All you then need to do to get an overall frequency (or “random match probability”) for the 16 loci is multiply all the genotype frequencies together and invert the result (i.e. divide one by it).

I’ve either explained all that clearly or I haven’t. In either case, what I came up with was a random match probability of one in about six thousand billion.

I’m not a DNA expert. This is a very rough estimate and there may be methodological issues with my calculation. For example, maybe it would be better to use worldwide frequency figures rather than just concentrating on Italy. But the real point is not the specific figure I came up with, just the fact that is is very, very large. Genotype frequency values tend to be lower than 0.3. So, whatever specific values you use, once you’ve multiplied a load of them together and then inverted, you are guaranteed to end up with a very large number.

The specific problem identified in the review is that at four of the locus points there are peaks present which were disregarded as a stutter in the original testing, but which could be considered genuine peaks, according to Conti and Vecchiotti. You can get an idea of what they are talking about from page 120 of the review. The large peaks seen here are those that match with the victim. The others are, according to Stefanoni, a mixture of stutters and matches to Sollecito.

If we accept the possibility that some of the stutters may be real peaks, then this may have an effect on the random match probability.

There may be a number of potential ways of attempting to account for this. But, even if we were to bend over backwards for the defence and scrap the affected loci altogether, we would still have an overall frequency of one in about 22 billion over the 12 remaining loci. That slashes the odds quite considerably, but it still doesn’t exactly result in a small number.

Now, you might be tempted to formulate a line of thinking, based on the idea that those ambiguous stutters/peaks might represent some unknown person or persons, that perhaps the DNA reading which looks like it matches Sollecito is actually a random combination of DNA from other people. The trouble is, though, that this proposition doesn’t make any difference to the maths. What we’re talking about is just the frequency (to all intents and purposes, the probability) of that particular combination of alleles occurring in sequence. How they got there doesn’t really matter, to the extent that there’s just no realistic statistical possibility that they represent anything other than Sollecito’s DNA.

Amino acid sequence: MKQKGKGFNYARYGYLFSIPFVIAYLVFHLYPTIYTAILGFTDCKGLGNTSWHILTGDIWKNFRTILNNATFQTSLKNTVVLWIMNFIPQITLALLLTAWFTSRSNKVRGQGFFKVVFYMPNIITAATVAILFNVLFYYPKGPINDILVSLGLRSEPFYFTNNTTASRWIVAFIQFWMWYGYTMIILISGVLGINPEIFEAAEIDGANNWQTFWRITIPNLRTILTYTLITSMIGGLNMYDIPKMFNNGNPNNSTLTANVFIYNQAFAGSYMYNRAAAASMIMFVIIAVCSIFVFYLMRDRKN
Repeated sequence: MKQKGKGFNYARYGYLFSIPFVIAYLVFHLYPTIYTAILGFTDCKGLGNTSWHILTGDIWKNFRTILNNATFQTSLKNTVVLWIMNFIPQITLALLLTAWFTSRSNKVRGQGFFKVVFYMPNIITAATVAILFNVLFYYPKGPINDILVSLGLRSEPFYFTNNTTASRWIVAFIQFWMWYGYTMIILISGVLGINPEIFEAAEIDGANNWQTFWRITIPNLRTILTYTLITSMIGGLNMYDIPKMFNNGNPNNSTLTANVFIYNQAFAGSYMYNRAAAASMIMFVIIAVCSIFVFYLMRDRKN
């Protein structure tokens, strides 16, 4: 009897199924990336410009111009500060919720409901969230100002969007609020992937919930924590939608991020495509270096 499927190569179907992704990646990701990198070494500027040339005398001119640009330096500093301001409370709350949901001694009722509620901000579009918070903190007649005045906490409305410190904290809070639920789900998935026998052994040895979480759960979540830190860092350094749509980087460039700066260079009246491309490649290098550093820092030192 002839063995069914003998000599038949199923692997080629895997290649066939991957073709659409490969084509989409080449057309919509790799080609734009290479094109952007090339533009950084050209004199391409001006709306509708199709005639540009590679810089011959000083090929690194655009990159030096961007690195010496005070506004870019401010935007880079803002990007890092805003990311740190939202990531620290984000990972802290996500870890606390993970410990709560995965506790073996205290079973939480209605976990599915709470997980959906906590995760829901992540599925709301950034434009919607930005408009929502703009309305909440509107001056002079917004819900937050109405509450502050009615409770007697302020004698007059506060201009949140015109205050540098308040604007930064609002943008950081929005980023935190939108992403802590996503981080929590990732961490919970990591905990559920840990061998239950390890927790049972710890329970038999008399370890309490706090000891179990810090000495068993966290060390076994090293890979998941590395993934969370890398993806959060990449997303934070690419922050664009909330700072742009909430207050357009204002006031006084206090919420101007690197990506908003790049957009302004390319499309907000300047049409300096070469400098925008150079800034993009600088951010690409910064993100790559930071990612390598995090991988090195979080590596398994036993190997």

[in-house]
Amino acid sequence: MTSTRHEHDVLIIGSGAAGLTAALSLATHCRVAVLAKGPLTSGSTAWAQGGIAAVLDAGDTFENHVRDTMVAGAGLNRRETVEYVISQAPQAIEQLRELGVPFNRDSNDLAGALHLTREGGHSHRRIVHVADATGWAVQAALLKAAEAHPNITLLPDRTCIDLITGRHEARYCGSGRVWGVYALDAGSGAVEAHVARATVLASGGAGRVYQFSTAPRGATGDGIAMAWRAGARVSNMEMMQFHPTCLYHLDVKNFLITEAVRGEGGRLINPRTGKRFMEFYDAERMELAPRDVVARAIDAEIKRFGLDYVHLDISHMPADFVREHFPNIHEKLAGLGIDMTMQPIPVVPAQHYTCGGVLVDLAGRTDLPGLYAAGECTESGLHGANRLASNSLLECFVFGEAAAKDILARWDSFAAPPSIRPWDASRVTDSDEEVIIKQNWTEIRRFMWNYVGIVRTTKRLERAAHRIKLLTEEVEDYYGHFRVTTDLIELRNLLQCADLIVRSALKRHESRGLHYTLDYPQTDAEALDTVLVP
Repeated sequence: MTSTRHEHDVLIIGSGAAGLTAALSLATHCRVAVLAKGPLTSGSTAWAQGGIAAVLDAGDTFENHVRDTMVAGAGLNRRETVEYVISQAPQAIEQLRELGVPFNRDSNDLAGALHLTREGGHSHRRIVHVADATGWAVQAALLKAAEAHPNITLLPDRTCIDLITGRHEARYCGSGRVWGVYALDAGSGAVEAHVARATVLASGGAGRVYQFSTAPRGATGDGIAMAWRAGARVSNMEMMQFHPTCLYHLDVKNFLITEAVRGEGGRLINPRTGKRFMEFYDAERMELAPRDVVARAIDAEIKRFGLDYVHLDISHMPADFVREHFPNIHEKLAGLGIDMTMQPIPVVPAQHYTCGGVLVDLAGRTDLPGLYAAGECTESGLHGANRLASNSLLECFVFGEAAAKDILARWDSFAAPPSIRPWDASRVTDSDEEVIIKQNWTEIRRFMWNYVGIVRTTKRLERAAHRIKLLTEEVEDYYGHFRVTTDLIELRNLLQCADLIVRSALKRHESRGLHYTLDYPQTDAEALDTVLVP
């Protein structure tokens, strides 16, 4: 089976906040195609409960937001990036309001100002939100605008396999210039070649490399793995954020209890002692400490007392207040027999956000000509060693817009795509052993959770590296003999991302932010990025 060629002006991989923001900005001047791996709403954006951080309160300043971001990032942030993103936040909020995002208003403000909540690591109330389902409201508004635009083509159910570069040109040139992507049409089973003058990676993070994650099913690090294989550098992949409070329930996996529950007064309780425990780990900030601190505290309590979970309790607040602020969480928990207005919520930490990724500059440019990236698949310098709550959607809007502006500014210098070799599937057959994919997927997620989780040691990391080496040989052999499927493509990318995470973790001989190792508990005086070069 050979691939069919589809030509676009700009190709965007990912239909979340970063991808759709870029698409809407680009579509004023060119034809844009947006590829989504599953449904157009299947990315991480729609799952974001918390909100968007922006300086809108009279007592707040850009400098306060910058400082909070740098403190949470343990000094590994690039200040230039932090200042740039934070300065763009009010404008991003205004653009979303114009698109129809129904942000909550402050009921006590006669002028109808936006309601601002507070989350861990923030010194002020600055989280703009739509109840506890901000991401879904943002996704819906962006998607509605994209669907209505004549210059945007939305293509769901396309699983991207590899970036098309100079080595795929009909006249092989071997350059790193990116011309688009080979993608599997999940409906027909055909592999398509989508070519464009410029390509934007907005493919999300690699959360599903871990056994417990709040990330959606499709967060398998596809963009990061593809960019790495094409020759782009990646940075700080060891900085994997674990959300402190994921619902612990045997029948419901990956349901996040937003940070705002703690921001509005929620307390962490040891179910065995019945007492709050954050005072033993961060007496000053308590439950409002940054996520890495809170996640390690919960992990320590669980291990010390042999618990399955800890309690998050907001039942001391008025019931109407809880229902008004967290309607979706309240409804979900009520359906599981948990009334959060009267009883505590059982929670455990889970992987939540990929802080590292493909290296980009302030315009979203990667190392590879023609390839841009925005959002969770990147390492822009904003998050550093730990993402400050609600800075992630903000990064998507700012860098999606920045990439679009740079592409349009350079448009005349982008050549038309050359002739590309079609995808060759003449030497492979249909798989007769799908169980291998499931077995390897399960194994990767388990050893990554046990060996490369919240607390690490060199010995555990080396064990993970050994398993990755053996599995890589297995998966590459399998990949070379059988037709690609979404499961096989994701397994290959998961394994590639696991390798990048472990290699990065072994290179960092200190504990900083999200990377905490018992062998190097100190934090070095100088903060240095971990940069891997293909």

Still not convinced? Okay, well consider the Y-haplotype DNA. That’s a perfect match over 17 loci. A Y-haplotype match is generally not held to be usable for identification simply because it is not unique. Your Y-chromosome (if you have one) is, barring random mutations, likely to be shared with your father and other Y-chromosomed members of your immediate family. Or, if your Y-haplotype is a very common one, your not-so-immediate family. It’s not impossible that you have exactly the same Y-chromosome as hundreds of thousands of other people. Or it might be a handful. But, without knowing which it is, your Y-chromosome can’t be used to identify you.

Unfortunately, it also seems that available data isn’t extensive enough to reliably assign a population frequency to Y-haplotype. However, it is possible to classify a Y-haplotype as “rare”. At the original trial, Stefanoni referred to having checked Sollecito’s Y-haplotype in something called the YRHD database. You can do this yourself if you want. The search form is here and Sollecito’s Y-haplotype reading is on page 130 of the review. What you’ll find is that, out of 36,477 Y-haplotypes in the database, none match Sollecito’s.